Unbiased Analysis of Today's Healthcare Issues

Standard Gamble, Time Trade-off and Visual Analog Scale

Written By: Jason Shafrin - Apr• 22•15

Would you rather live for 5 years in perfect health or 10 years with some debilitating disease?  How much do you value living for a year with this debilitating disease compared to a year in full health?  These questions may seem like ones from philosophy, but they are ones that health economics ask all the time.  The goal of these questions is to try to determine how much value patients place on going from a poor health state to a better one.

Many treatments improve patient health but do not decrease mortality.  In these cases, health economists which to measure the value patients receive in terms of improvement in health status.  A paper by Stiggelbout and de Haes (2001) describe three approaches for measuring the value of different health states.  I review their paper below.

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EMRs and the Medical Alphabet

Written By: Jason Shafrin - Apr• 21•15

Here at the Healthcare Economist, I have noted that electronic medical records (EMR) are not the cure-all for healthcare delivery.   EMRs have a number of problems in and of themselves.  However, I do certainly acknowledge that going from a medical alphabet (see below) to a regular old English alphabet is a huge advance.

 

medalph

Hat tip: TIE and Healthcare IT News.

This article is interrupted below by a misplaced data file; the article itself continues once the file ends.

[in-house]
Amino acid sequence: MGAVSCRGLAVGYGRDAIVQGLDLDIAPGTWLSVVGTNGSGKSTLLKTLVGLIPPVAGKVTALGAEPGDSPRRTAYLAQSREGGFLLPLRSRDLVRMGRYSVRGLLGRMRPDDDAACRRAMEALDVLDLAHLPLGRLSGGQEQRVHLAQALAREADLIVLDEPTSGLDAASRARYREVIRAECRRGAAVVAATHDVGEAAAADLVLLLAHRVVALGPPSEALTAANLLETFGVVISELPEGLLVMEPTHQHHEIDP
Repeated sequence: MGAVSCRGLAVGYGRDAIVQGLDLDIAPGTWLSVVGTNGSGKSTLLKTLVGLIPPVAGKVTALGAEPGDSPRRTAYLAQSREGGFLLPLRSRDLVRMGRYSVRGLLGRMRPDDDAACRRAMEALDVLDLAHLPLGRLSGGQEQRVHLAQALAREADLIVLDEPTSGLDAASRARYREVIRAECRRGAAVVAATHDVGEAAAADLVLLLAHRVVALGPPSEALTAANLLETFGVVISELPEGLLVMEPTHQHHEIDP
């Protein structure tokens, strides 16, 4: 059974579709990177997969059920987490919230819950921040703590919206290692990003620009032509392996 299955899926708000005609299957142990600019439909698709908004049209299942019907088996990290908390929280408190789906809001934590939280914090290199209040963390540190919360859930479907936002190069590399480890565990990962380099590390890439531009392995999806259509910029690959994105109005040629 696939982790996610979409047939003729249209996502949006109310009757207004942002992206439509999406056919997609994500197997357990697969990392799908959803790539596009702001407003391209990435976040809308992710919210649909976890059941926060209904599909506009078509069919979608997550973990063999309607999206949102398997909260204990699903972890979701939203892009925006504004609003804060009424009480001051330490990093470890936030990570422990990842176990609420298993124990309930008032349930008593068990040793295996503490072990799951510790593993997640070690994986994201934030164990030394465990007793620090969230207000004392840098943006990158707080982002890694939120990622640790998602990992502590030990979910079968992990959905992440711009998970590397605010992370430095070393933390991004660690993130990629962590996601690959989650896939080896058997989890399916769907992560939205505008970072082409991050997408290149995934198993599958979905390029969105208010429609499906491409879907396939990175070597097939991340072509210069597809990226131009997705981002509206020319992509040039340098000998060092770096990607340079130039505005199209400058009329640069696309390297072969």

Medicare starts using prior authorization

Written By: Jason Shafrin - Apr• 20•15

Included within the many changes to physician payment in HR2, is one provision that may surprise people; a subset of Medicare physicians will be required to receive prior authorization to conduct imaging services.

Beginning with 2017, and in consultation with stakeholders, the Secretary will identify ordering professionals with low adherence to applicable [appropriate use criteria] AUC(s) (“outliers”) based on two years of data. Beginning January 1, 2020, outlier physicians shall be subject to prior authorization for applicable imaging services. Not more than five percent of ordering physicians can be subject to prior authorization. The legislation provides CMS with $5 million in each of 2019, 2020, and 2021 to carry out the prior authorization program.

On the one hand, limiting the use of unnecessary services is a good way to ensure only cost effective services are provided. The question is how well the government can adequately target these physicians. Will it be able to distinguish between physicians who are specialists in providing imaging for complex patients compared to those who are unnecessarily providing imaging services to patients who do not really need it? On the ground this determination may be feasible, but it may be more difficult to do using claims data or other sources. Physicians and patients will grumble about this prior authorizations; whether their concerns are valid will depend on how effectively Medicare can identify outlier physicians.

Precision for Medicine Acquires Precision Health Economics